On Thursday, the former governor of the southern city of Aden, Aidaroos al-Zubaidi, announced the formation of the "Southern Transitional Council", a matter of weeks after he was controversially dismissed by President Abedrabbo Mansour Hadi earlier this month.
In a statement on Saturday Arab League Secretary General Ahmed Abul-Gheit expressed concern that the development could prolong conflict in the war-torn country, calling on all Yemenis to "pursue solidarity and unity in this hard moment to spare the country the risks of division."
"Opening up a new front leads to create more divisions and prolong the conflict in the country," he warned.
The formation of the Southern Transitional Council by al-Zubaidi, and new "vice president" Hani Bek Brik, also a former government minister, has also been criticised by the Hadi government, which has refused to recognise it.
Figures in the Gulf Cooperation Council too have expressed opposition.
Forces loyal to Hadi, backed by a Saudi-led coalition of Arab states conducting airstrikes in the country, are currently battling the Iran-backed Houthis in Yemen's ongoing civil conflict.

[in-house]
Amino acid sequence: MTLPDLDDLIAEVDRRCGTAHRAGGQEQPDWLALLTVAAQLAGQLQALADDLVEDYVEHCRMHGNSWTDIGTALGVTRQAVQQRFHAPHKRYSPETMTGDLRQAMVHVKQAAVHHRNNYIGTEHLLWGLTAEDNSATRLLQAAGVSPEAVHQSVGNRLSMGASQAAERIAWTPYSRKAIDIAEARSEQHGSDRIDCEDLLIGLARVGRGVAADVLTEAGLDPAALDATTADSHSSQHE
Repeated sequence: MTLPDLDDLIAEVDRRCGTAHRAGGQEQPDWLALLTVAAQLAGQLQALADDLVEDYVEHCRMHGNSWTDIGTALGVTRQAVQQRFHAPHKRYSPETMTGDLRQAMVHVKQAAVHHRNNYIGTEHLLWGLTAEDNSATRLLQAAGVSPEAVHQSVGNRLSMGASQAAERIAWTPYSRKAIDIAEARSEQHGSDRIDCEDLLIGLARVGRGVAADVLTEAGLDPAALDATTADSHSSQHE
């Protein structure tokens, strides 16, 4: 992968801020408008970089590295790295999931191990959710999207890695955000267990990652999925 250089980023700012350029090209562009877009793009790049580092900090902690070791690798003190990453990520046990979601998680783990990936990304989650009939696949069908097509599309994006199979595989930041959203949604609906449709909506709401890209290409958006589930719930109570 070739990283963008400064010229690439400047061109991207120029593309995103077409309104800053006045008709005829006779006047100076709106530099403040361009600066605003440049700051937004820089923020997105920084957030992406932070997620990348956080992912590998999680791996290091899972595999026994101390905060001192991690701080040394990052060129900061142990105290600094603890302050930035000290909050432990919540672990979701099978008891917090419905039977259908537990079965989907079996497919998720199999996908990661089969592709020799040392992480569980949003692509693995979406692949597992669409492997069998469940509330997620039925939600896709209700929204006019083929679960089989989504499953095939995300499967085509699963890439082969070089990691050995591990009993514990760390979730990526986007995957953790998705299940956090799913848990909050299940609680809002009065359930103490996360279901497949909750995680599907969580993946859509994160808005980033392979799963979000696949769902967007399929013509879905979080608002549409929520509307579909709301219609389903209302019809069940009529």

Hadi was forced to leave Sanaa in 2011 after Houthi forces who are aligned with former President Ali Abdullah Saleh took control of the city.
Al-Zubaidi and Ben Brik are known to have close ties to the leadership of the UAE, and have expressed a willingness to continue working with the Saudi-led coalition.
Both are reported to have flown to Riyadh on Friday.
Although talks in the Saudi capital were confidential Yemeni political sources told The New Arab that Riyadh viewed the formation of an independent transitional council as a blow to the legitimacy of the Hadi government and was concerned by the development.
Despite Yemen's unification in 1990, secessionists in the south have continued to feel marginalised by power brokers in Sana'a, repeatedly calling for independence from the north.
Although Hadi hails from the south himself, he worked as vice president for 18 years under former President Saleh and is thus seen by some southern factions as a product of the international community and a puppet in the hands of the Saudis.
The prospect of a new secession could complicate the war waged by the Saudi-led coalition against the Houthi rebels, who remain in control of the capital Sana'a and swathes of north and west Yemen.
The development could lead to the existence of three entities claiming legitimacy over Yemen - Hadi's in Riyadh, the Houthi-Saleh alliance in Sana'a, in addition to the newly formed council claiming to represent the south, with ties to the UAE.
More than 10,000 people have been killed in Yemen's ongoing war, which has also pushed the country to the brink of famine.
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